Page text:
The arrival of RankBrain made even clearer the focus on relevance, with the page being crawled for its content and emphasising the user experience, rather than the use of the exact keyword.

No more awkward headlines to favour a specific keyword, let’s concentrate on the content’s meaning.

3. SEO is about ranking #1 on SERPs

Many “SEO ninjas” promise to land your business at the #1 ranking spot for just $100, but even if they manage to deliver their promises, SEO is not just about the ranking, especially when focusing on the goal of reaching the top spot.

Your SEO strategy should aim to increase traffic, engagement and eventually conversions and this cannot be achieved by merely focusing on the site’s position in SERPs.

It’s true that being on the first page of SERPs can lead to an increase of traffic to your page, but the goal is not to simply gain the #1 spot.

For example, featured snippets, the summary of an answer to a user’s query that is displayed on top of Google search results, can lead to an increase of traffic of up to 20-30%, but 70% of them do not come from the first organic result. Thus, it’s the optimisation of the content, the usefulness and the relevance that may lead to additional traffic and make your SERP position more effective.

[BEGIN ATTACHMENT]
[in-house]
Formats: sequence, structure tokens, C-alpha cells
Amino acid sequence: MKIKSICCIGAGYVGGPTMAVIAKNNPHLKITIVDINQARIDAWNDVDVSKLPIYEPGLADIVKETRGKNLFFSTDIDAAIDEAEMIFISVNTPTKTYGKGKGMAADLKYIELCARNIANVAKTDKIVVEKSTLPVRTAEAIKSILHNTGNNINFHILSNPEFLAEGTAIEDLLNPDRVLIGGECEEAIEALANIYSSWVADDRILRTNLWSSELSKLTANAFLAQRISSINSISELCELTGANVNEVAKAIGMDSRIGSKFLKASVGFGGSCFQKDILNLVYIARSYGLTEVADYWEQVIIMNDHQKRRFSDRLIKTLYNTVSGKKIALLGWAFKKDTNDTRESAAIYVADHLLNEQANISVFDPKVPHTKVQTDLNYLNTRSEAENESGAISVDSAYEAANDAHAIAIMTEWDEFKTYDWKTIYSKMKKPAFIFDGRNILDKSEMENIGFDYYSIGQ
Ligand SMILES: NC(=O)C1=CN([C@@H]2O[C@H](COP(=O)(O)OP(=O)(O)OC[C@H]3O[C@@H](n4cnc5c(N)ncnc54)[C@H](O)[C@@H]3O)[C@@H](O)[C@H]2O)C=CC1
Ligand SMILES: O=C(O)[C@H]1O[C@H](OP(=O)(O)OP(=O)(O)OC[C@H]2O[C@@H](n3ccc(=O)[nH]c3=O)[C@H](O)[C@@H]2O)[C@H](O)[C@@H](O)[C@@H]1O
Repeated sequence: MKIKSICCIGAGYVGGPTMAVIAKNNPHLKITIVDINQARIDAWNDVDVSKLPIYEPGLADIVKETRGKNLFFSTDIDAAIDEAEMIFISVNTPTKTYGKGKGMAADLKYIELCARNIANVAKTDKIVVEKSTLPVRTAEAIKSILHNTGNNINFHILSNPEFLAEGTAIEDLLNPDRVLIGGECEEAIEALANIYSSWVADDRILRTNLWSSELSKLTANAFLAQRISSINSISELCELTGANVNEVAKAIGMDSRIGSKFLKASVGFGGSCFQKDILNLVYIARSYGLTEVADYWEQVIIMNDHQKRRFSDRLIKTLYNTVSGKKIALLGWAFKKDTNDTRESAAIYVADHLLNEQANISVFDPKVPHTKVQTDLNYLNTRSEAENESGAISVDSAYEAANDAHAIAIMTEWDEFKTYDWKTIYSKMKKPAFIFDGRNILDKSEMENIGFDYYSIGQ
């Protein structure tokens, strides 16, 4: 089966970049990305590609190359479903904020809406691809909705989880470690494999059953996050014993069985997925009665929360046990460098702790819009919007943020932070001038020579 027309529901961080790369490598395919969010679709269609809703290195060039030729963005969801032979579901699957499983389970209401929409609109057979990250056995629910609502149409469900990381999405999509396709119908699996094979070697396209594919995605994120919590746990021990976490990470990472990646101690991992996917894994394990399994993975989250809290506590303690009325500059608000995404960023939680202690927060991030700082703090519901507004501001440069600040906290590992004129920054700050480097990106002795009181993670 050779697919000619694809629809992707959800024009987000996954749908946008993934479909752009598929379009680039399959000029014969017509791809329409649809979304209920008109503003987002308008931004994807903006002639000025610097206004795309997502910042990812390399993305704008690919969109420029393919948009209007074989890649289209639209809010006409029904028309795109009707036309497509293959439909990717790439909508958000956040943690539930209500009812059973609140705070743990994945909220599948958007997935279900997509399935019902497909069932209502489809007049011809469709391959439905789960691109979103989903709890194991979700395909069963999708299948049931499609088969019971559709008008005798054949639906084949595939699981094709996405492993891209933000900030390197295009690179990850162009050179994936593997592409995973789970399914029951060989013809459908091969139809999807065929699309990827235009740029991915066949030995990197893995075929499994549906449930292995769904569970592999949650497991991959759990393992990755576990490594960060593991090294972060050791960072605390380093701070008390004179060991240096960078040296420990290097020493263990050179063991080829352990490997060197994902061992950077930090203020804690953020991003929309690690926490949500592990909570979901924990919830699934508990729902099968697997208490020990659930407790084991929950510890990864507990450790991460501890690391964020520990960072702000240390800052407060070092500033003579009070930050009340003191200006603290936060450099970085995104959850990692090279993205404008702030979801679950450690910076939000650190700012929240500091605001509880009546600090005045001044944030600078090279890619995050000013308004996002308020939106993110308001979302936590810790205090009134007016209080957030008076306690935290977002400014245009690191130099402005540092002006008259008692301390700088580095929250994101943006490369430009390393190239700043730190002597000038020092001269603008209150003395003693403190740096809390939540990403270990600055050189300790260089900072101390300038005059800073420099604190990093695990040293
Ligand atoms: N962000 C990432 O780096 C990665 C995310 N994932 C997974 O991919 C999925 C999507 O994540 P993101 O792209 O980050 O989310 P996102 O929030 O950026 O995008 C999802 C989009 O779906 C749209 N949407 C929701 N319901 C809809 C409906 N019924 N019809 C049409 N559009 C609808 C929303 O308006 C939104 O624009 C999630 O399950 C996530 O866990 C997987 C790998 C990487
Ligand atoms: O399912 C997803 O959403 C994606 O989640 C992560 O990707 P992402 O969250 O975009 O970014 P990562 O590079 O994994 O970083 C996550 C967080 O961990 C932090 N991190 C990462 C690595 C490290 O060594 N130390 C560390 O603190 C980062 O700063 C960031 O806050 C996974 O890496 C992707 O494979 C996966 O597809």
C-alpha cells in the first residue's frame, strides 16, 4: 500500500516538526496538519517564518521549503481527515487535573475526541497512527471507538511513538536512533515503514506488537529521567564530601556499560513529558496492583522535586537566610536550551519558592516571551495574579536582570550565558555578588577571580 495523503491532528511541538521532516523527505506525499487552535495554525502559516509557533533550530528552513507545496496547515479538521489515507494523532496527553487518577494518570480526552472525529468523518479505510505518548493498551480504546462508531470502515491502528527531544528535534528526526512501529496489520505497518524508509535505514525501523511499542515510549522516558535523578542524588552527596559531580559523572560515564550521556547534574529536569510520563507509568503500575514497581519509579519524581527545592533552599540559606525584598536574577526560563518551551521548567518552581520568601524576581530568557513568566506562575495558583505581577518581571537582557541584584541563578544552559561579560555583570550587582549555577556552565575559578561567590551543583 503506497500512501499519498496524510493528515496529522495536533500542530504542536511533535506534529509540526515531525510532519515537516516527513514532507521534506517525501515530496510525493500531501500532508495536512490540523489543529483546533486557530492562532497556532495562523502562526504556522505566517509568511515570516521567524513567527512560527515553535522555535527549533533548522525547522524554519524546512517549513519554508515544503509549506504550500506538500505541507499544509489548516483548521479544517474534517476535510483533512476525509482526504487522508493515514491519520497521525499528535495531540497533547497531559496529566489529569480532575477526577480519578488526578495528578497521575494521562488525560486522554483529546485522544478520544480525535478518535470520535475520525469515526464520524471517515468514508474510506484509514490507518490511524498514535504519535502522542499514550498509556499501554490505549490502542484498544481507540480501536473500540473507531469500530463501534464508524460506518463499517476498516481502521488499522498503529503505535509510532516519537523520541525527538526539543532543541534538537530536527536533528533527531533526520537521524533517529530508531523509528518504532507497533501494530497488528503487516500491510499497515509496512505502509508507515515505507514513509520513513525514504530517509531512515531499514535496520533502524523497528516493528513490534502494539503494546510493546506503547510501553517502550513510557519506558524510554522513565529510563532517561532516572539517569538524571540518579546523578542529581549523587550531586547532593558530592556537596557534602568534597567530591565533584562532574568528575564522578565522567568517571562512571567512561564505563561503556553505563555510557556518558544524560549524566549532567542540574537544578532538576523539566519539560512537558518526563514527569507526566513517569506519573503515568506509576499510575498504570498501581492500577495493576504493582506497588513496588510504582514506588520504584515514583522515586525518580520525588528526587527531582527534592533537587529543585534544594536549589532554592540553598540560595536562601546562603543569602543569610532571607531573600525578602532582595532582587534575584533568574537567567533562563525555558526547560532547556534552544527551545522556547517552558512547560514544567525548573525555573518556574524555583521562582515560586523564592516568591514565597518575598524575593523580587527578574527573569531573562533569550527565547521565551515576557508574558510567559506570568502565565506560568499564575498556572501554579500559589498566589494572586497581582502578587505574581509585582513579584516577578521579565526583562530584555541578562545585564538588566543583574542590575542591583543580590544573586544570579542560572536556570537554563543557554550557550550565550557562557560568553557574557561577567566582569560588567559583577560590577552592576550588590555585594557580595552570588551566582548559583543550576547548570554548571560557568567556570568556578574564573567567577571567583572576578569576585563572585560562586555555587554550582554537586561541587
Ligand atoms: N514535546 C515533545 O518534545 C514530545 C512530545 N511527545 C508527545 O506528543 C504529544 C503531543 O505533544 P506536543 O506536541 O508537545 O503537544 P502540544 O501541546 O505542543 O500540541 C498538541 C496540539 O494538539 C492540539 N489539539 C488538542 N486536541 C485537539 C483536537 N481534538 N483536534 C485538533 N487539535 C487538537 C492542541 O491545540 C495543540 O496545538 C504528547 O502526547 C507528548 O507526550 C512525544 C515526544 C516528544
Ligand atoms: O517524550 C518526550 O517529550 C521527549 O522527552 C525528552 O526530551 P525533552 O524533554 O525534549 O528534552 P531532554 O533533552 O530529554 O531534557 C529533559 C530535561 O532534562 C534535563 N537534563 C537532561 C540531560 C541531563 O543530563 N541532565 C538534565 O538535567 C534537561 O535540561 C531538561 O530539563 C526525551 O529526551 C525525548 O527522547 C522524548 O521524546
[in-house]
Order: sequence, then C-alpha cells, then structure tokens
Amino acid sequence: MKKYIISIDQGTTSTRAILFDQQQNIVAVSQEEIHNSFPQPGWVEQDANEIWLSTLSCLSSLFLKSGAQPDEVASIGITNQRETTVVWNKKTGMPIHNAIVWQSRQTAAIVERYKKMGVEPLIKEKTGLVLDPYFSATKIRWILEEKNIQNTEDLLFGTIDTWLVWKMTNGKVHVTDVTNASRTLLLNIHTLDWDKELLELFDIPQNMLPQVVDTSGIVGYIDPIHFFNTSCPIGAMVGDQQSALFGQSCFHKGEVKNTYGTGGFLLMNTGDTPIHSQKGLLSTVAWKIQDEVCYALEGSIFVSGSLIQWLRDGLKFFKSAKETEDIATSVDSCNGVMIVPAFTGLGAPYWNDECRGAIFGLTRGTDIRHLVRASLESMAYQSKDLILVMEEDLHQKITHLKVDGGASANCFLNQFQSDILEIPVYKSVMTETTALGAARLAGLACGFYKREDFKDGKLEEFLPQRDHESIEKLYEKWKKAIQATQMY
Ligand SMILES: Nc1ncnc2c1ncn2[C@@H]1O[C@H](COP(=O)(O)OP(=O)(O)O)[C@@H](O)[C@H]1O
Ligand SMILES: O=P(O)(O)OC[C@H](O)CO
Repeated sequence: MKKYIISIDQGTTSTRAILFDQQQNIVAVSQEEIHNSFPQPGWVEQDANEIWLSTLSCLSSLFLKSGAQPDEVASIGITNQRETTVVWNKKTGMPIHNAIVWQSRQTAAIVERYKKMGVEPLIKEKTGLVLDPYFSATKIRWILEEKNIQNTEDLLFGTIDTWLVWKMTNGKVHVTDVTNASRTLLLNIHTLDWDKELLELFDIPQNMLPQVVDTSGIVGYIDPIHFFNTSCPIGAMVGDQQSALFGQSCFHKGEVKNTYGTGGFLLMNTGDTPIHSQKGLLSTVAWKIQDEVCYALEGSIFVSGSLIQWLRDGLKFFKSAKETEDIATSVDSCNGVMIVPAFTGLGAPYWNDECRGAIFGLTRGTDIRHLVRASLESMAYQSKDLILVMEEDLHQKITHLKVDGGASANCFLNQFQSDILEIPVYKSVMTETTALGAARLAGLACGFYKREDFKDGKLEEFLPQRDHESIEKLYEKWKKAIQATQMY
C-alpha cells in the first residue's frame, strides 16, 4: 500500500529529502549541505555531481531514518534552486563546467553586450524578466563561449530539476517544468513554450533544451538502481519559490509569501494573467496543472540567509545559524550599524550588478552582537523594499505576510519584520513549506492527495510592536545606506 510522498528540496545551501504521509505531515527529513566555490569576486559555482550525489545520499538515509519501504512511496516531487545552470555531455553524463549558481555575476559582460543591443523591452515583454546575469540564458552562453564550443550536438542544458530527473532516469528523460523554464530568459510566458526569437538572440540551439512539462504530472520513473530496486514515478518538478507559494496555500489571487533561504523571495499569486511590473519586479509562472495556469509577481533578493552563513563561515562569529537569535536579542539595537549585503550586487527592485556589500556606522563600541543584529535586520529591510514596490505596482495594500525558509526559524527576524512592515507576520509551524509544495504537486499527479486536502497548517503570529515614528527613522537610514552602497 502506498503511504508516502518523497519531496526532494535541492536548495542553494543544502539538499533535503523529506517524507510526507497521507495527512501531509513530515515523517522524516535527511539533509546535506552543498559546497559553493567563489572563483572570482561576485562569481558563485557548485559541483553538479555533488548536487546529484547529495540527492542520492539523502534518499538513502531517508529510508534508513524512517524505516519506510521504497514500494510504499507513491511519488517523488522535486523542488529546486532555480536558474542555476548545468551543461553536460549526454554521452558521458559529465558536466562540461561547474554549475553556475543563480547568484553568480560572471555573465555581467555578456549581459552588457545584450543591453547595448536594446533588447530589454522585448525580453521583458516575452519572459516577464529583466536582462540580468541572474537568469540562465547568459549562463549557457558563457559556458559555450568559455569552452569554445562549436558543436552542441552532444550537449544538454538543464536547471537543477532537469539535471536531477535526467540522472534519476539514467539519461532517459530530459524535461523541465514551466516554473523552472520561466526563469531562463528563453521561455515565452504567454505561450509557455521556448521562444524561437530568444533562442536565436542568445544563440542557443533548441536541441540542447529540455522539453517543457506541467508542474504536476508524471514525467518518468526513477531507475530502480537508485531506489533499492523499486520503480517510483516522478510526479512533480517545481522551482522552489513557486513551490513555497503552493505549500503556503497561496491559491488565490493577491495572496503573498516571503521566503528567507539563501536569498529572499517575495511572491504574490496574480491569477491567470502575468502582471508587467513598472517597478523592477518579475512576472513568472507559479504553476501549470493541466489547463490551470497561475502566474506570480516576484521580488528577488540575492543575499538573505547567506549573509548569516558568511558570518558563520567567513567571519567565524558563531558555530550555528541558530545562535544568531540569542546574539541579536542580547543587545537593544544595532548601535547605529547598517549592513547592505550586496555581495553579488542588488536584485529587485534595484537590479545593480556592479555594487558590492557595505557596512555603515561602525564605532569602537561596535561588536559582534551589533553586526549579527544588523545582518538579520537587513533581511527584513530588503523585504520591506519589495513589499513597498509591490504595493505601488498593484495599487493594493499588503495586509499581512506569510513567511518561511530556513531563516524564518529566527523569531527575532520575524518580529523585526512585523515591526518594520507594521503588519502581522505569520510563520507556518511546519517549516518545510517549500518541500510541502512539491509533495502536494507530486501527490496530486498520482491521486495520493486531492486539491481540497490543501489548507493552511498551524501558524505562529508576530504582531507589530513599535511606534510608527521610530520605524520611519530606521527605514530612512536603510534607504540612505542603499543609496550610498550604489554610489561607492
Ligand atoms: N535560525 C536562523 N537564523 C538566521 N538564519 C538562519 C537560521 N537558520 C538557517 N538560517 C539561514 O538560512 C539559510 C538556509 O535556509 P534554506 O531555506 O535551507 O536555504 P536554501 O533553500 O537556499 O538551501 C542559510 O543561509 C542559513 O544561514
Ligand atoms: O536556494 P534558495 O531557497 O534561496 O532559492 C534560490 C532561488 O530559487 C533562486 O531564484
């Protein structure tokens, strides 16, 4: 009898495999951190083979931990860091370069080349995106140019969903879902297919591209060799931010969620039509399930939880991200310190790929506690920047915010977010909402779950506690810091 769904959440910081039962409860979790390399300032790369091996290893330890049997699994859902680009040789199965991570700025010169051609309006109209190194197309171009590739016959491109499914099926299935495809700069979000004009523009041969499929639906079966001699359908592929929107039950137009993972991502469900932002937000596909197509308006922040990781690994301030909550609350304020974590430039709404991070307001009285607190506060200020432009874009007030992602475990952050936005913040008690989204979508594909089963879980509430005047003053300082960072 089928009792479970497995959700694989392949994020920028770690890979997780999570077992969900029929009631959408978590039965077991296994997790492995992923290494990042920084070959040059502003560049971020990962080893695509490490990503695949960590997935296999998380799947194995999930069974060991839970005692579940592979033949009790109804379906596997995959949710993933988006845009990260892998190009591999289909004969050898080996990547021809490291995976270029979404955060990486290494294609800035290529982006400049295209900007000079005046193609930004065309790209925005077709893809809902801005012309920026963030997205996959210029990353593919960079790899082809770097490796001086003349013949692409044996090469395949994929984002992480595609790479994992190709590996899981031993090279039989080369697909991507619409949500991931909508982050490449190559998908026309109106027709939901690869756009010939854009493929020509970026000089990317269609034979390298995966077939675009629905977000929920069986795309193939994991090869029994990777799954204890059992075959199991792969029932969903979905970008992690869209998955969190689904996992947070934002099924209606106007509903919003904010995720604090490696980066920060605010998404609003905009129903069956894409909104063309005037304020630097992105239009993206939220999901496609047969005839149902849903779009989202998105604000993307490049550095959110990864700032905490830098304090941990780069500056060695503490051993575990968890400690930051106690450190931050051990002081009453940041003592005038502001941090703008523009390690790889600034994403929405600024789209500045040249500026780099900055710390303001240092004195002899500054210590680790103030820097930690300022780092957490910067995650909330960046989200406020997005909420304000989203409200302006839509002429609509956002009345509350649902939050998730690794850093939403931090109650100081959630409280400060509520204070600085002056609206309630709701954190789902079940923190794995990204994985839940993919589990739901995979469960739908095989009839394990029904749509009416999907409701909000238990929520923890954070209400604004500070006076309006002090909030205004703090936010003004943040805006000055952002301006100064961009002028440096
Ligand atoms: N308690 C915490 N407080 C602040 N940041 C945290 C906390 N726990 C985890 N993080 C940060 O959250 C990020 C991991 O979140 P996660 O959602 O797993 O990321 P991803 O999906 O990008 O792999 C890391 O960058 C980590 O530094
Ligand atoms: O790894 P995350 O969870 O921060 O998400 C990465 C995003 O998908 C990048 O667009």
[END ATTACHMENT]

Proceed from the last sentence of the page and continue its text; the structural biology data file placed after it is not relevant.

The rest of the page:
4. The more webpages you have, the better the ranking

Quantity should not be preferred over quality, especially when it’s simply picked as part of your SEO strategy.

You can create as many webpages as you want if you feel that they add value to your site, but there’s no need to create additional pages hoping to increase your crawling from search engines. Not every page gets indexed and quality is a crucial factor for your attempt to increase your site’s visibility, so keep that in mind next time you feel inclined to create new (pointless) pages.

5. Image optimisation is not necessary

As visual content increases, its optimisation becomes more important and although it’s an easy process, we sometimes need to remind ourselves to do it when creating new content.